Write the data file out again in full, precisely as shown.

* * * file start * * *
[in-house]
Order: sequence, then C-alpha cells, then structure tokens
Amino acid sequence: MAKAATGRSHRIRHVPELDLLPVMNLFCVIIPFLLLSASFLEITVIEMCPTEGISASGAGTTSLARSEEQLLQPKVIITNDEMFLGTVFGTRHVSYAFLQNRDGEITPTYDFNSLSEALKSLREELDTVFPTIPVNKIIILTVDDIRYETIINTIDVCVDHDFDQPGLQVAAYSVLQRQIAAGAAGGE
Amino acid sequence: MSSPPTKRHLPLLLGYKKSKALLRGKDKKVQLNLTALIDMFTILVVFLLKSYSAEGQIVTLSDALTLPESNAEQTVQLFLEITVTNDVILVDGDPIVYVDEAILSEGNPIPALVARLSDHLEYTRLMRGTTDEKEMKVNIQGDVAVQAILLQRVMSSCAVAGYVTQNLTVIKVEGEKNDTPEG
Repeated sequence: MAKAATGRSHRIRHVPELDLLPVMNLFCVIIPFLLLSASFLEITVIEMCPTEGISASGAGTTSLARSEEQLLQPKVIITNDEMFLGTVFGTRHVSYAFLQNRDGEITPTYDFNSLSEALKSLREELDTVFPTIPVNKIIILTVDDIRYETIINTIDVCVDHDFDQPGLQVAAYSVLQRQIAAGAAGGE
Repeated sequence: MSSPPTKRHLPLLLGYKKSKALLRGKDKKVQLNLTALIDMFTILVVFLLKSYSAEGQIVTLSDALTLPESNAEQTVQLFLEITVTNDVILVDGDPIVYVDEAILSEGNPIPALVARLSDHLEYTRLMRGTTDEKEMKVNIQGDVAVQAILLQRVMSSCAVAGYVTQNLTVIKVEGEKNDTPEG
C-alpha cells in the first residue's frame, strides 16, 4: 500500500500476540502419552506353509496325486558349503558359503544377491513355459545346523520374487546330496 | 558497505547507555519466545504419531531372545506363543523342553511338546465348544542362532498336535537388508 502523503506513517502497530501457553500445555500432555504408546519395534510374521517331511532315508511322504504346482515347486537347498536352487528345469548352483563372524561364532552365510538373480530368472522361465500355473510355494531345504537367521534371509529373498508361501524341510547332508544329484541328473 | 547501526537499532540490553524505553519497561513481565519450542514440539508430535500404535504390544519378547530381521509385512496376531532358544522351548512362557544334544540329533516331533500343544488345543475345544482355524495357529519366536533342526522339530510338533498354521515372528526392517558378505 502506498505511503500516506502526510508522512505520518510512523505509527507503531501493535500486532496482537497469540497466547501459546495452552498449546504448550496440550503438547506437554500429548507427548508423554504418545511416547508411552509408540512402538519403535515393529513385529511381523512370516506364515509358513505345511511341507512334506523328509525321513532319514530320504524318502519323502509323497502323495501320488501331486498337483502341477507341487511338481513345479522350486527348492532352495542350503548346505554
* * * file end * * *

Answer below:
[in-house]
Order: sequence, then C-alpha cells, then structure tokens
Amino acid sequence: MAKAATGRSHRIRHVPELDLLPVMNLFCVIIPFLLLSASFLEITVIEMCPTEGISASGAGTTSLARSEEQLLQPKVIITNDEMFLGTVFGTRHVSYAFLQNRDGEITPTYDFNSLSEALKSLREELDTVFPTIPVNKIIILTVDDIRYETIINTIDVCVDHDFDQPGLQVAAYSVLQRQIAAGAAGGE
Amino acid sequence: MSSPPTKRHLPLLLGYKKSKALLRGKDKKVQLNLTALIDMFTILVVFLLKSYSAEGQIVTLSDALTLPESNAEQTVQLFLEITVTNDVILVDGDPIVYVDEAILSEGNPIPALVARLSDHLEYTRLMRGTTDEKEMKVNIQGDVAVQAILLQRVMSSCAVAGYVTQNLTVIKVEGEKNDTPEG
Repeated sequence: MAKAATGRSHRIRHVPELDLLPVMNLFCVIIPFLLLSASFLEITVIEMCPTEGISASGAGTTSLARSEEQLLQPKVIITNDEMFLGTVFGTRHVSYAFLQNRDGEITPTYDFNSLSEALKSLREELDTVFPTIPVNKIIILTVDDIRYETIINTIDVCVDHDFDQPGLQVAAYSVLQRQIAAGAAGGE
Repeated sequence: MSSPPTKRHLPLLLGYKKSKALLRGKDKKVQLNLTALIDMFTILVVFLLKSYSAEGQIVTLSDALTLPESNAEQTVQLFLEITVTNDVILVDGDPIVYVDEAILSEGNPIPALVARLSDHLEYTRLMRGTTDEKEMKVNIQGDVAVQAILLQRVMSSCAVAGYVTQNLTVIKVEGEKNDTPEG
C-alpha cells in the first residue's frame, strides 16, 4: 500500500500476540502419552506353509496325486558349503558359503544377491513355459545346523520374487546330496 | 558497505547507555519466545504419531531372545506363543523342553511338546465348544542362532498336535537388508 502523503506513517502497530501457553500445555500432555504408546519395534510374521517331511532315508511322504504346482515347486537347498536352487528345469548352483563372524561364532552365510538373480530368472522361465500355473510355494531345504537367521534371509529373498508361501524341510547332508544329484541328473 | 547501526537499532540490553524505553519497561513481565519450542514440539508430535500404535504390544519378547530381521509385512496376531532358544522351548512362557544334544540329533516331533500343544488345543475345544482355524495357529519366536533342526522339530510338533498354521515372528526392517558378505 502506498505511503500516506502526510508522512505520518510512523505509527507503531501493535500486532496482537497469540497466547501459546495452552498449546504448550496440550503438547506437554500429548507427548508423554504418545511416547508411552509408540512402538519403535515393529513385529511381523512370516506364515509358513505345511511341507512334506523328509525321513532319514530320504524318502519323502509323497502323495501320488501331486498337483502341477507341487511338481513345479522350486527348492532352495542350503548346505554